That meant the School Board was tasked with some tough decisions, Erickson said.

Erickson said she, as well as other School Board members, had a number of conversations with Superintendent Kristine McDuffy about how the district would combat declining revenues during the 2008-09 school year.

“During union discussions, I once was on the phone from 9:45 (p.m.) until 3 a.m.,” Erickson said. “Last year was my toughest year in 16 years.”

The School Board eventually cut 24 staff positions within the district. Many of them, however, have been brought back as enrollment creeps back up, Erickson said.

Not all of Erickson’s School Board career has been as trying.

She said she is proud of the time she’s spent serving as the Board’s legislative representative. The position, which she’s held since she was elected to the Board, gave her a chance to meet with state elected officials and discuss Arlington School District issues with them.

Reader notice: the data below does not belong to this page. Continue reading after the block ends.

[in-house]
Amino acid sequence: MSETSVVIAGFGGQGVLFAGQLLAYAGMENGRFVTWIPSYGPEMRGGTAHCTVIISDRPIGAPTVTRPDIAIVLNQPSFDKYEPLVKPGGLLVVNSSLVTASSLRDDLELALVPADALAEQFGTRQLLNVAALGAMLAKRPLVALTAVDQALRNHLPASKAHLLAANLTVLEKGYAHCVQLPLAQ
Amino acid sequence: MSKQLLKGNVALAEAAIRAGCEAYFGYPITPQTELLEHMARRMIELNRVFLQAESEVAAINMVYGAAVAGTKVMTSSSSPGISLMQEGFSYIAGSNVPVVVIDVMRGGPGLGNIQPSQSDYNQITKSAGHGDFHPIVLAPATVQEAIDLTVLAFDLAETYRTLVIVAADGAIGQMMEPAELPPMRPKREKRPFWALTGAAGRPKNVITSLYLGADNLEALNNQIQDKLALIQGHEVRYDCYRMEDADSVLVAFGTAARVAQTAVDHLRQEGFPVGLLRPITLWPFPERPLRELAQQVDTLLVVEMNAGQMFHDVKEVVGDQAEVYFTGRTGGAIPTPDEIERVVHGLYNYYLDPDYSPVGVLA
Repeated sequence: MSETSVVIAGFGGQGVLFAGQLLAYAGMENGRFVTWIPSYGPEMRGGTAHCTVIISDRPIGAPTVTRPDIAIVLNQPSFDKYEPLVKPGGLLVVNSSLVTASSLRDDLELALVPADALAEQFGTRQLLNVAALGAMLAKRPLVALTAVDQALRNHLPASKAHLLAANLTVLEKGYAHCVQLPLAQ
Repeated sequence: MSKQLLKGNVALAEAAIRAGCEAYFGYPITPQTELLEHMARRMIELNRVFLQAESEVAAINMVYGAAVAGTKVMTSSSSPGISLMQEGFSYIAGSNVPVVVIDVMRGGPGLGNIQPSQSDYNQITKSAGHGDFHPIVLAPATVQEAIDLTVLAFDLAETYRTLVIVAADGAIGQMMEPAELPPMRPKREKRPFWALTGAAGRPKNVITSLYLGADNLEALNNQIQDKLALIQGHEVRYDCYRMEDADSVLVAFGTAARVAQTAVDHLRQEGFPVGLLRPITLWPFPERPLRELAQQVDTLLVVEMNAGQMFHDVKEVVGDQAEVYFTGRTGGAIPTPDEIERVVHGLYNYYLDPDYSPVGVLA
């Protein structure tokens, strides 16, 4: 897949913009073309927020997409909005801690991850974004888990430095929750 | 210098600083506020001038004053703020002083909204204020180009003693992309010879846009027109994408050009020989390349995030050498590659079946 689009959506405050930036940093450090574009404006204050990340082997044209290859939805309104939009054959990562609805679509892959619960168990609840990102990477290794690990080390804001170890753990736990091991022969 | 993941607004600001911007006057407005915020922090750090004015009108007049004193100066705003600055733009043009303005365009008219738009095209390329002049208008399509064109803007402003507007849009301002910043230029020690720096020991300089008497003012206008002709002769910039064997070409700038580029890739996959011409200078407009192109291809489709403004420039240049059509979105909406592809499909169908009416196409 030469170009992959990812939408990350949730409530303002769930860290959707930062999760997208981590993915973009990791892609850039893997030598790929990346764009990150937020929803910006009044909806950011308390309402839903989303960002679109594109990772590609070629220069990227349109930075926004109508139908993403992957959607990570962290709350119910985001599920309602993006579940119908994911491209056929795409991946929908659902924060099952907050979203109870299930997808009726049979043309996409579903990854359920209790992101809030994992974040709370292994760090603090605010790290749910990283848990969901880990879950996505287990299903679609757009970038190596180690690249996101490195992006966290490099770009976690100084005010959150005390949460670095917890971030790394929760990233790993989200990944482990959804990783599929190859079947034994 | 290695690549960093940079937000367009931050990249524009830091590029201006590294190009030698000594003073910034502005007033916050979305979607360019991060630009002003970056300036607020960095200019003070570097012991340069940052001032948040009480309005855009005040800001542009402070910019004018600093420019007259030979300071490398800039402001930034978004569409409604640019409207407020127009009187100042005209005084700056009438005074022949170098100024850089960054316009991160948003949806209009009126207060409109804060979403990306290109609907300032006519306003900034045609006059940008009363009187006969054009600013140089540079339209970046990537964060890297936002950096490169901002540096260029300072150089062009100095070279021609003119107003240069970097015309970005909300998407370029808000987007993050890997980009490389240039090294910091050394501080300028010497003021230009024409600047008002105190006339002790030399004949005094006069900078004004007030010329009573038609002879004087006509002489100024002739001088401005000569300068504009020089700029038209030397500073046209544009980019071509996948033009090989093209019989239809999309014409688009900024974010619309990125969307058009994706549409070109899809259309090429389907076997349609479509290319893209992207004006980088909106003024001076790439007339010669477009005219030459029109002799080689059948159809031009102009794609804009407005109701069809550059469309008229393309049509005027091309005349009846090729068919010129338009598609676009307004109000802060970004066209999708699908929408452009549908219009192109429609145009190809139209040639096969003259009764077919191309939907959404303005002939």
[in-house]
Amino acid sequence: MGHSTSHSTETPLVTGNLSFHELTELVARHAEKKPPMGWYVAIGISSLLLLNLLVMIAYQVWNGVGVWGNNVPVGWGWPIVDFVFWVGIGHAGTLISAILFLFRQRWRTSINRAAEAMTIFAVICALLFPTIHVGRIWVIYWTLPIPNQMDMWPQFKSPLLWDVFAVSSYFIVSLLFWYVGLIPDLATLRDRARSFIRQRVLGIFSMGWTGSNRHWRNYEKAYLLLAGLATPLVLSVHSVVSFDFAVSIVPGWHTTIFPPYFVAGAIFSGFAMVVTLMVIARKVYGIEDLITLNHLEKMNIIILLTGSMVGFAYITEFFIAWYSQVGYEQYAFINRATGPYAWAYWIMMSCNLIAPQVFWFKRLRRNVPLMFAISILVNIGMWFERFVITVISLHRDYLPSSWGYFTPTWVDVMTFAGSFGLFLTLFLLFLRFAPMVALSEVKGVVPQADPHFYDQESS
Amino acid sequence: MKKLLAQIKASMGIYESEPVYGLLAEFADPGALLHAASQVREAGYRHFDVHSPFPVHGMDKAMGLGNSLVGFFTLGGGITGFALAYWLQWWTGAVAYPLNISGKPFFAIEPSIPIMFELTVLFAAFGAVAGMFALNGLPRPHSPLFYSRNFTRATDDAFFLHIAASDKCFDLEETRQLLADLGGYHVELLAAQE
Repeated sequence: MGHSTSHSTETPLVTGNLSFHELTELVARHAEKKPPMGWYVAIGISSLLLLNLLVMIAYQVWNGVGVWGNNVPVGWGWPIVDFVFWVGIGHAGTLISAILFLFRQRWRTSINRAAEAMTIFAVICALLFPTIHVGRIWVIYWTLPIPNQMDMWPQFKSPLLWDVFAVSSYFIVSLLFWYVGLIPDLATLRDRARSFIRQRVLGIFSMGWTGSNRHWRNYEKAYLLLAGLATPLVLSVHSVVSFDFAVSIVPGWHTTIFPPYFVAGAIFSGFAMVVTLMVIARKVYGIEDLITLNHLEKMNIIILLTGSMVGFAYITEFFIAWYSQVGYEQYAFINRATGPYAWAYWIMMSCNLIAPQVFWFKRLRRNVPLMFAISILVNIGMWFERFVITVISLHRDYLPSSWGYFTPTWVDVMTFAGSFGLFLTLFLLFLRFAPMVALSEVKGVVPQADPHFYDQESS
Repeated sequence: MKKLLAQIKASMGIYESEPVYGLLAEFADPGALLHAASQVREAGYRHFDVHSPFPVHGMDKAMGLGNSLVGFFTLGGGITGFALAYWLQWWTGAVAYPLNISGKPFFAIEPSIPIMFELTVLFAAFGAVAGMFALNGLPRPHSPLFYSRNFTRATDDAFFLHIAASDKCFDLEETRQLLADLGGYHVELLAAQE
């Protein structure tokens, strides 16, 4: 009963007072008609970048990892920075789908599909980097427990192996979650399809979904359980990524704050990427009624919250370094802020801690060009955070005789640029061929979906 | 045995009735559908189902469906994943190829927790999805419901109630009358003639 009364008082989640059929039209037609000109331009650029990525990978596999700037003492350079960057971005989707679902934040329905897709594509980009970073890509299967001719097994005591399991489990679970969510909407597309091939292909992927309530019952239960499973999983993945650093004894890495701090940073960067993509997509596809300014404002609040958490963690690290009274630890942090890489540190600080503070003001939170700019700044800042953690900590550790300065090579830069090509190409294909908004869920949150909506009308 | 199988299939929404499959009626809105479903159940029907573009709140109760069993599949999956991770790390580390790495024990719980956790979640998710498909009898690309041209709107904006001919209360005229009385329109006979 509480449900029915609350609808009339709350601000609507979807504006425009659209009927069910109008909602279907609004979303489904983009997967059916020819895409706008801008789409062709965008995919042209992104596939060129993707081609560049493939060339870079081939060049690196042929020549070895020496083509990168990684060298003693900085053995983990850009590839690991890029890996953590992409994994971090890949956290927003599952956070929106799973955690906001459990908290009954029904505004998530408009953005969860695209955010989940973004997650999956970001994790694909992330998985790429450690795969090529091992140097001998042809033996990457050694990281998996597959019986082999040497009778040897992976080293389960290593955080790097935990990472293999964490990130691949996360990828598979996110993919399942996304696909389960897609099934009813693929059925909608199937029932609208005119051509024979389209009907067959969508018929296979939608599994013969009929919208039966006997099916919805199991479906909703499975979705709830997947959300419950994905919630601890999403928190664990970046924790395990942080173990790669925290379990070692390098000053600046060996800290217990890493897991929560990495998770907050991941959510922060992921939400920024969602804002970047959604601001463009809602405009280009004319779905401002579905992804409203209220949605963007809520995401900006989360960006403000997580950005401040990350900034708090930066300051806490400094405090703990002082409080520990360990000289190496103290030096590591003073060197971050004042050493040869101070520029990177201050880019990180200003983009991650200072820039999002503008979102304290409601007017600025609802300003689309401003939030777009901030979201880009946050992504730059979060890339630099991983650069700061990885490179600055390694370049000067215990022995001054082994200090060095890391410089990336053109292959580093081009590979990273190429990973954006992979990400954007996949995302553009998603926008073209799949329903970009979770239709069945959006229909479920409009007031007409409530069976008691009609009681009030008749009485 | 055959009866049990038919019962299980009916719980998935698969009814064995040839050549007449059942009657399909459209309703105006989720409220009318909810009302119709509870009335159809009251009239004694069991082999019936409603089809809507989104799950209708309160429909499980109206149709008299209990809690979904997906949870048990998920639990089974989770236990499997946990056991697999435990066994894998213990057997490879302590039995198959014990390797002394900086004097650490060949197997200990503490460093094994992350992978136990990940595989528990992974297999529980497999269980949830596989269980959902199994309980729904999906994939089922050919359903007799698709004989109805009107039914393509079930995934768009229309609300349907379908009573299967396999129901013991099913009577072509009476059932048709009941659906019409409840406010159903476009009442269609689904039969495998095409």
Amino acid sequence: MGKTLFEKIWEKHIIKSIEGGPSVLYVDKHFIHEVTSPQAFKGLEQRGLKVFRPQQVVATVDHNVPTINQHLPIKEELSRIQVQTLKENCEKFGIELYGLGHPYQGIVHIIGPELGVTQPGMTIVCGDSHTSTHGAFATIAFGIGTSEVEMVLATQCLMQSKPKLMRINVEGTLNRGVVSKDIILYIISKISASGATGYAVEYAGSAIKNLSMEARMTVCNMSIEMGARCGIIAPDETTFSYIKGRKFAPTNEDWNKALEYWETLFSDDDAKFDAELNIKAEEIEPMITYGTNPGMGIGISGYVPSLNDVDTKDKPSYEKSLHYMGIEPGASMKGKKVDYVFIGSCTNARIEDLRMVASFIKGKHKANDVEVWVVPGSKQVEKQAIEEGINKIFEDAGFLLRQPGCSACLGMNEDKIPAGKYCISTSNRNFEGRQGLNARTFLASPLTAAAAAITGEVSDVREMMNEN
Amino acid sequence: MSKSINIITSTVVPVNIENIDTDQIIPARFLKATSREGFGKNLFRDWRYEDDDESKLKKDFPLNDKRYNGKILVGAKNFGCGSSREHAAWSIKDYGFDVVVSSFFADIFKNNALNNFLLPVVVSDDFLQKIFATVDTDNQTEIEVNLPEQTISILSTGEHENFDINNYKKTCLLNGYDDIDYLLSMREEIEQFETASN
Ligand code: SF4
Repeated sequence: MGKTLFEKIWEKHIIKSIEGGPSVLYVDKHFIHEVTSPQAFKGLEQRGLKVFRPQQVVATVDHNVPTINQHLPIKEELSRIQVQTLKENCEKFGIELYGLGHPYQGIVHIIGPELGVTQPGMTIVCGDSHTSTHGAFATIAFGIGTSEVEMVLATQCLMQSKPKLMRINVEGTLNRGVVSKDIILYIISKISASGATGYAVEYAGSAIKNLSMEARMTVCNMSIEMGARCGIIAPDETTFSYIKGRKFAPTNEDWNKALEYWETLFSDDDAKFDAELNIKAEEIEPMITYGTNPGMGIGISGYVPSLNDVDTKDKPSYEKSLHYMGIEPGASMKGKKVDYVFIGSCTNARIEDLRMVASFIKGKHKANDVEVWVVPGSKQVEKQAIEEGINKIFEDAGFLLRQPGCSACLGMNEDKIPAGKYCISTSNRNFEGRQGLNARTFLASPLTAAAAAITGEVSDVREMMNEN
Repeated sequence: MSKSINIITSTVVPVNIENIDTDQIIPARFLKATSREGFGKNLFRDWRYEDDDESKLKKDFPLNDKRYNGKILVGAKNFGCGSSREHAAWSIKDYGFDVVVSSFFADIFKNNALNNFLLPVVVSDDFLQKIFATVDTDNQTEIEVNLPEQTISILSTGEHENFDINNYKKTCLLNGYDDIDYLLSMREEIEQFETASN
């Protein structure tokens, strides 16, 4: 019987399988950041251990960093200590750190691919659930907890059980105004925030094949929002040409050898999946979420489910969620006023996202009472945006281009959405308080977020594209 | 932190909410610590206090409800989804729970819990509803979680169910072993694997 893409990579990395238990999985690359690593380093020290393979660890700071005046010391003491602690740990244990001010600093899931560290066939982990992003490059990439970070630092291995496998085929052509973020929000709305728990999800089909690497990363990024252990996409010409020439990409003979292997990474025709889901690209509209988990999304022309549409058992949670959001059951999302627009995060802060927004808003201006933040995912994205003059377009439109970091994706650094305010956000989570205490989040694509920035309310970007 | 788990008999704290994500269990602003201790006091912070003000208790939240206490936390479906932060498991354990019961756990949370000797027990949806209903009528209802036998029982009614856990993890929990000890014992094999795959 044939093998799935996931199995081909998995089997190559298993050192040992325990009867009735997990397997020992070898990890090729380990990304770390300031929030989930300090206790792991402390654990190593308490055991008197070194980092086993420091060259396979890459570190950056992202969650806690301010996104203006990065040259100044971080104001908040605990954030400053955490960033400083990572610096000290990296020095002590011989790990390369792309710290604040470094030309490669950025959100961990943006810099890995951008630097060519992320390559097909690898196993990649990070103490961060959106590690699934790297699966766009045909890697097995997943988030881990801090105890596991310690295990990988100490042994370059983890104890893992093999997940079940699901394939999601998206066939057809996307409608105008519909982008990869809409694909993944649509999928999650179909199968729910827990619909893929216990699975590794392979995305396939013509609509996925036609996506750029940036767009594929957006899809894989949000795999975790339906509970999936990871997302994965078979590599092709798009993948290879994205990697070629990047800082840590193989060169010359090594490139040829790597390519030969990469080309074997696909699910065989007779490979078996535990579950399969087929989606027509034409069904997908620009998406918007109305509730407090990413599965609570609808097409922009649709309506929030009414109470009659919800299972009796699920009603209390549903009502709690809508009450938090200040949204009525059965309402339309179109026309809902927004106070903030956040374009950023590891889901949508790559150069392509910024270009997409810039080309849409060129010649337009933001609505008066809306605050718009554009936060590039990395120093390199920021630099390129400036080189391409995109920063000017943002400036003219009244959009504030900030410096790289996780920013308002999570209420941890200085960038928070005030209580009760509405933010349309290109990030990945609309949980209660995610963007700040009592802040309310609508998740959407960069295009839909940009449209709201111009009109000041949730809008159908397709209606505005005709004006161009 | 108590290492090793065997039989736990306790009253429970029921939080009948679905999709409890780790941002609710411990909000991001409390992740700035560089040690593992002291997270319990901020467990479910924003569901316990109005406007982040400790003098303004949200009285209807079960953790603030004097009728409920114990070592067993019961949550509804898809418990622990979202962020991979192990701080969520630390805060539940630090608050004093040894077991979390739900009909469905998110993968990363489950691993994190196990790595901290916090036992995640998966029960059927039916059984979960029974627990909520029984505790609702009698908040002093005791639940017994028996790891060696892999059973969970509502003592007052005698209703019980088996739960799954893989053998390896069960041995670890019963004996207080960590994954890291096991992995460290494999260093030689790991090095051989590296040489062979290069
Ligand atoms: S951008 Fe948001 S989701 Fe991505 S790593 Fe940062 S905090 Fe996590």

Erickson said during her time as the representative, she pushed for legislators to relax the state’s super-majority law so that school districts would only need a simple majority to pass school levies.

“If I saw (former Governor) Gary Locke today, he’d probably remember me because of that,” Erickson said.

Erickson said she’s also happy that the Board has brought on two student Board members that sit in and give input during its bi-monthly meetings.

“That started about 10 years ago,” Erickson said. “I love those kids. It’s a heck of an opportunity for them and they get to go to conferences with us.”